A trio of esteemed consultants engage in a wide-ranging discussion about the issues affecting the foodservice industry both today and in the future. Our panelists share their experiential knowledge to address such topics as consumer-driven trends affecting equipment specification, the evolving role of technology in foodservice design, maximizing labor through creative solutions and much more.
Webb Foodservice Design, Anaheim, Calif.
The chief designer, strategist, and visionary for Webb Foodservice Design, Coca has been with Webb for 18 years. He leads each of the design studios at Webb, including strategic planning, health care, primary education, higher education, and corporate dining.
Rippe Associates, Minneapolis
While working in foodservice management at Iowa State University, Pellegrino discovered she had an aptitude for creating floorplans and managing the flow of operations. She has spent the past 32 years with Rippe Associates planning commercial kitchens and dining facilities.
Ruck-Shockey Associates, The Woodlands, Texas
Shockey has built up an extensive knowledge base in all aspects of hospitality management during her 30 years of operational and project experience. Specialties include operational reviews, assessment studies, service integration, oversight reviews, implementation processes and RFP leadership.
FE&S: What consumer-driven trends impact your projects?
Coca:One of the biggest trends we are seeing across the market is the idea of food as medicine. It's taking the idea of healthy food to another level. We are kind of at the start of this trend. It's been around in the form of healthy as a category and food sourcing, which is a big idea, but the next level is more on the functional side: What's in my food? And how much am I getting out of it?
Pellegrino: Everyone wants things fresh now, without a lot of extraneous ingredients. And, all of our customers want to know the source of that food and see it being prepared.
FE&S: How much of the food prep and cooking process is becoming a show?
Pellegrino: It used to be that cold prep was in the back of the house. Now we are slicing, dicing — you name it — all in the front of the house. People are watching things go from raw ingredients to full, prepared items. Display cooking has become even more important. It's now more like display preparation from start to finish.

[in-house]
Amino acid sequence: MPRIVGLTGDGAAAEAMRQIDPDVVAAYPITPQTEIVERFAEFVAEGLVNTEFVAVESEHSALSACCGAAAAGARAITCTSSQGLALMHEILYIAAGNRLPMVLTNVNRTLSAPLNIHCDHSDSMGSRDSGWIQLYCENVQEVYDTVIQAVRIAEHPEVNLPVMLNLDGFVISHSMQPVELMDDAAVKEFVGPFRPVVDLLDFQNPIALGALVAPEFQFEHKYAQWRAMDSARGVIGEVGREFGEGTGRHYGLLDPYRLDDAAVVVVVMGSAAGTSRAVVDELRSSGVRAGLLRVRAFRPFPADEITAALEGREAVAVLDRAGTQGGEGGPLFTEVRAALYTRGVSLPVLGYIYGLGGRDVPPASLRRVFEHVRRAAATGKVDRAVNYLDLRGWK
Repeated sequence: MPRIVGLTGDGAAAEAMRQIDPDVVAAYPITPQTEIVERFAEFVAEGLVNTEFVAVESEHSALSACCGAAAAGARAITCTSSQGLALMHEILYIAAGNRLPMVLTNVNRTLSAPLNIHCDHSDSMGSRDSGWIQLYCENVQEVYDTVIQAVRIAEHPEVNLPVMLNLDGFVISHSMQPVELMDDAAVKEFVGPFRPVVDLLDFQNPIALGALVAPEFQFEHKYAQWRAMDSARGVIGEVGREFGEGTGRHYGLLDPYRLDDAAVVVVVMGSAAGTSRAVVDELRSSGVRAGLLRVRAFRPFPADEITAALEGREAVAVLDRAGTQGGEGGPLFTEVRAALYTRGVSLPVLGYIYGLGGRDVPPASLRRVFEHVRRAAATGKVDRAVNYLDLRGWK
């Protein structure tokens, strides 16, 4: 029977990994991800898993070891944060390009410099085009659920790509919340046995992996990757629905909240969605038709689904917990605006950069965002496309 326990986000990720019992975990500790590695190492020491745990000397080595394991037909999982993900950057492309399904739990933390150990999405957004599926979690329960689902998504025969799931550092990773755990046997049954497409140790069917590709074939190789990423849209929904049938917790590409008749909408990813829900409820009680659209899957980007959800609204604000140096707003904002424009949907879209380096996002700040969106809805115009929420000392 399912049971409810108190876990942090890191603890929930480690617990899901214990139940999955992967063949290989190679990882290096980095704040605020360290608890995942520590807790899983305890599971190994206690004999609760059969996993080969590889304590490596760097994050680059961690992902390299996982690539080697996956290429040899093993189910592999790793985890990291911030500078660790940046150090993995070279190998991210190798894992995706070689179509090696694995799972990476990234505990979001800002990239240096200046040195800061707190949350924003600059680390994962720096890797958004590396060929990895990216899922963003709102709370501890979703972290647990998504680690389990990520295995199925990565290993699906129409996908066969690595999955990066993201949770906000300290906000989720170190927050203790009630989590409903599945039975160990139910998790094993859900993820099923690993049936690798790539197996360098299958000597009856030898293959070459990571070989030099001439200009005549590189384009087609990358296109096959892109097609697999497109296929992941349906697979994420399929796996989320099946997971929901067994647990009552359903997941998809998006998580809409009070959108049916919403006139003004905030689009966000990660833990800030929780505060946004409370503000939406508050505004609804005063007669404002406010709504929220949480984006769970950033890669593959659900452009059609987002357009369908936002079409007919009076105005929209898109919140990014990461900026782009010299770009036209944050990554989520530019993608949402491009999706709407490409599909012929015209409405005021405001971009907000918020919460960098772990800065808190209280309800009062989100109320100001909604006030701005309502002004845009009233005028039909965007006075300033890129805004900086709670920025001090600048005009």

Shockey: The question is how to become great transparent operators but not show all the dirty details. I envision that food processor going crazy out front but you still have to keep some of that back of the house in the back of the house. That is really a trick from design and operation standpoints, and how we are going to do all of that going forward.
Pellegrino: I agree, it is a lot of showmanship. The staff issues and labor are a big piece of the concern for a lot of our clients today. Training becomes extremely critical, preparing people to be out in the public eye to be doing all these things. We have to set up the employee to feel comfortable out there, make sure they have what they need at their fingertips and are not stressed when out there in front on stage.
Coca: It's now almost to the point that consumers expect exhibition and it's moving farther toward increased interactions. It brings it back to the people: How dothey interact? Are we allowing for that from a design perspective by thinking about line of sight?
The exhibition is expected, interaction is critical, and we have to find that right balance.
FE&S: How are you designing or cooking differently to accommodate health-driven trends?
Coca: On a university campus, it means creating more dedicated stations, such as allergy-free stations. This can include creating separate kitchens andback-of-the-house areas detached from the rest of the kitchen so the operator can prepare special meals. That means more dedicated equipment and even a dedicated prep process.
We are seeing more stations that can change and quickly modify as trends change, such as pop-up restaurants and food kiosks at the institutional level.
Pellegrino: I echo that. On every college campus we are creating an allergen-free concept that is self-contained right down to its own little dishwasher.
Shockey: The Big 8 Allergens (milk, eggs, fish, shellfish, tree nuts, peanuts, wheat and soybeans) are becoming much more on everyone's radar. A few years ago, it might just have been a dairy or nut. Now operators must prepare to accommodate many more. It's no longer just a nice-to-have.
FE&S: Are you seeing customer-facing technology pop up more?
Coca: In the corporate dining world we are starting to see new concepts that provide menus from different restaurants. Businesses with fewer than 500 employees order from these off-site companies who deliver the food. One example is Fooda. It works for a smaller group, provides different options and is 100 percent digital. We are also playing around with the idea of self-cashiering. That is a model we are dabbling in and working with operators to figure that out. We are seeing that amp up.